Monday, July 22, 2013

Range Day. An old friend comes out

I got a late start on things today, since I spent much of last night and a good chunk of the early morning hours at a housewarming party put on by some of the folks I work with for one of the crew who bought a new house about a mile from me.

I'm getting too old to shotgun beer after beer with them damned kids. Granted, I showed 'em how it was done, but damn, getting up this morning when Proud Hillbilly pulled in the driveway for a range trip was a bit harder than I remember it being after such sessions.

Anyway, this time, we hit the range and went to work on distance shooting. PH handles her M1 carbine quite well at ranges out to 100 yards, so we decided to hit the long range (200-400 yards) and I broke an old friend out f the safe--a rifle that I cherish dearly but have only fired one other time in the last decade:
It's my Springfield Armory M-1A--one of the very few firearms that I ever bought new in the box. I got it back in 1989, when George Bush Sr. signed off on the first Assault Weapons Ban, and even paying the ridiculous mark-up that the trendy gun shop in Royal Oak Michigan put on their firearms, I still got it for about half of what it would sell for used today. And it's one of the early ones, made with all USGI parts. The only thing that's "Springfield, Inc." on this rifle is the receiver and the stock. It sports a 1961-dated Harrington and Richardson barrel and a TRW bolt and trigger group.
Back when I bought this rifle, I was still living at home and bound by a strict weapons proliferation treaty that my father imposed on me as a condition for having any firearms at all under his roof. I was limited to three long guns--a Ruger 10-22 (which I still have), an old Western Field 12 gauge shotgun, and a beat-up, shot-out old Blue Sky imported M-1 Garand which I'd bought from Woolworths Department Store. The M-1 was a good rifle to learn to handle a rifle with, but it's bore was so worn that it's muzzle would swallow a .30-06 cartridge right up to the bottleneck(!) and it's stock and handguards rattled like a maraca. With that old rifle, I was hard-pressed to hit the target stand consistently at 100 yards, much less produce anything resembling a group. I needed an upgrade, and when the ban hit and prices on everything affected doubled and tripled, I ran out and got the very last M-1A that this shop had. (They also had one each H&K 91 and FN-FAL--actual Belgian, NIB--but I had to have the M-1A.)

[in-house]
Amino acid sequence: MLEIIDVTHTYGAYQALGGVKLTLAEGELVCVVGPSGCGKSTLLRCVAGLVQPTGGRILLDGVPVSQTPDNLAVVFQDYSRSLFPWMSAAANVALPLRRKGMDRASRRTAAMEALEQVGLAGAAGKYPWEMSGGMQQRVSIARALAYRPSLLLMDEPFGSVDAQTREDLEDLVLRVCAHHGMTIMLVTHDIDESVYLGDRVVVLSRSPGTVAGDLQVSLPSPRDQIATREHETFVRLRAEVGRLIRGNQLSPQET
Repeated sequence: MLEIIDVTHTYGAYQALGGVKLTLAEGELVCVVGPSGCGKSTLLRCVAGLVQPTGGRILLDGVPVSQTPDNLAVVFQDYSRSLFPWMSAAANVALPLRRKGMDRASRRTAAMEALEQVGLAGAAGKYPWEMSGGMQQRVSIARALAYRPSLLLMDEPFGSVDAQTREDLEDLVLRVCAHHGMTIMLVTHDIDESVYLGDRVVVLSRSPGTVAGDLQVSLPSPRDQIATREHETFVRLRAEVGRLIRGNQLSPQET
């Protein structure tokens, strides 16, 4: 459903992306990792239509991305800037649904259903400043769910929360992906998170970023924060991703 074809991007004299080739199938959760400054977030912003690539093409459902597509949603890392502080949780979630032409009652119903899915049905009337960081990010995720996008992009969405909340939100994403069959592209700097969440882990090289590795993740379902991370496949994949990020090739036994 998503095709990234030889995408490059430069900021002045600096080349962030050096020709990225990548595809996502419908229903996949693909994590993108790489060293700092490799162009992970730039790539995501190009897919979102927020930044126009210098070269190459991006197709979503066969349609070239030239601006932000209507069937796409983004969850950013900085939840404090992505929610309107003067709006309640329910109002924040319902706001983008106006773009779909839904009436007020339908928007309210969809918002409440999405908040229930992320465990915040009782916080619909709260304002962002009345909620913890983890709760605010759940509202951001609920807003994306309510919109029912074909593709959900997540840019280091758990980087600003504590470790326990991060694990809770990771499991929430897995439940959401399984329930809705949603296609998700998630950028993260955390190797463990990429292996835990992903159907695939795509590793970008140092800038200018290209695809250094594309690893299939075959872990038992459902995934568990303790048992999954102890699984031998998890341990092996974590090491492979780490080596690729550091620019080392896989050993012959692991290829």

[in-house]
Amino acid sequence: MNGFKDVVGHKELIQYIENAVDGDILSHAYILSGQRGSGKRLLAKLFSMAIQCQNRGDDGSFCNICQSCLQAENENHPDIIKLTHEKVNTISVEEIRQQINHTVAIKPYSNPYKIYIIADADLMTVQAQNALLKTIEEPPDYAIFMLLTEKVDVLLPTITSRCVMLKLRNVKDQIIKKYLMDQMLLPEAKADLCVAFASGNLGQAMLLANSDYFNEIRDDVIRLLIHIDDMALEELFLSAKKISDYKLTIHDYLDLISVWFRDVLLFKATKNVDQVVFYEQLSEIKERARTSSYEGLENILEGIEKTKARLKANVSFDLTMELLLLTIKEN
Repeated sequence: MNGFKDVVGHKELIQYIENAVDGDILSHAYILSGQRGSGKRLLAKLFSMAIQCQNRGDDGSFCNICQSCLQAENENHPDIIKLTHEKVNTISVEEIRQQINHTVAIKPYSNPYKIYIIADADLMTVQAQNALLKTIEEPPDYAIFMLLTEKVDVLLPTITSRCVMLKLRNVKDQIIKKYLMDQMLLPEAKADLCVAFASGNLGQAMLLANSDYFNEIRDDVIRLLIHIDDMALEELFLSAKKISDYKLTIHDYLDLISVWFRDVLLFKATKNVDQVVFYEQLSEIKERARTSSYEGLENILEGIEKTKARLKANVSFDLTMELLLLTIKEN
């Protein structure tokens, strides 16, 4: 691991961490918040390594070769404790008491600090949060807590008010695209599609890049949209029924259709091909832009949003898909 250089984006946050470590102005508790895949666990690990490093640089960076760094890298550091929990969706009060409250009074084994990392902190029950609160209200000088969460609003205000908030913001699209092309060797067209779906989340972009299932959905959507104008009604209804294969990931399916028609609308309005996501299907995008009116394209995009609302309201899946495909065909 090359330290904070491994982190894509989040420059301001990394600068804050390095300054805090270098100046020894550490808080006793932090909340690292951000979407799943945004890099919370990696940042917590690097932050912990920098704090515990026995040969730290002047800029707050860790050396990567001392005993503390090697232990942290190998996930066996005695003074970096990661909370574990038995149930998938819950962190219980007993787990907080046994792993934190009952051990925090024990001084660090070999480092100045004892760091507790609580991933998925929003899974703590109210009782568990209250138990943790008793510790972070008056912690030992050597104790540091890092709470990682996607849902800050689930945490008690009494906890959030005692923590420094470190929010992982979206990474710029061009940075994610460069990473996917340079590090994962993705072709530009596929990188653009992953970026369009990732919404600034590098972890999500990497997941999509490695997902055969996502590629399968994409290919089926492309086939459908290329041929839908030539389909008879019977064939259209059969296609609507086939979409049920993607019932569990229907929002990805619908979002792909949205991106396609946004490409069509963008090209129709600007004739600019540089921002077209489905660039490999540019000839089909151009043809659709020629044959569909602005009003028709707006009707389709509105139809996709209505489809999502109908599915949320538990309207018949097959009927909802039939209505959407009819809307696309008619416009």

This posed a question of what to do with the rifle, since I had not sought nor received permission to increase my arsenal inventory by 33%. And said arsenal at the time was subject to inspection by my father through the simple expedient of mandating that all three approved firearms remain on a three-gun rack on my bedroom wall at all times unless I was actually hunting or target shooting with one. But I was nothing if not sneaky back then, so the rattle-trap Garand disappeared into a hiding place in the basement and the similar-in-appearance M-1A took it's place on the wall rack. Without it's 20-round box magazine, it looked an awful lot like an M-1, and this went without notice or comment for a couple of months, until one day, after handling the M-1A, I made the mistake of leaving it's box magazine in place when I racked it on the wall. That evening, when I came home from somewhere, I was summoned by my father to my room and asked two questions: "Where did you get the M-14 and where's your M1?"
Yeah, my father had served in the Army National Guard back in the Vietnam days and had carried and trained on not only the M-1 Garand--a big factor in my being allowed to own that specific rifle--but also on the M-14 and its heavy-barreled M-15 variant. He hadn't really paid much attention to my rifle rack and the magazine-less M-1A had escaped his notice thus far, but the one day that I left the box magazine in that rifle, it caught his eye immediately. I was busted.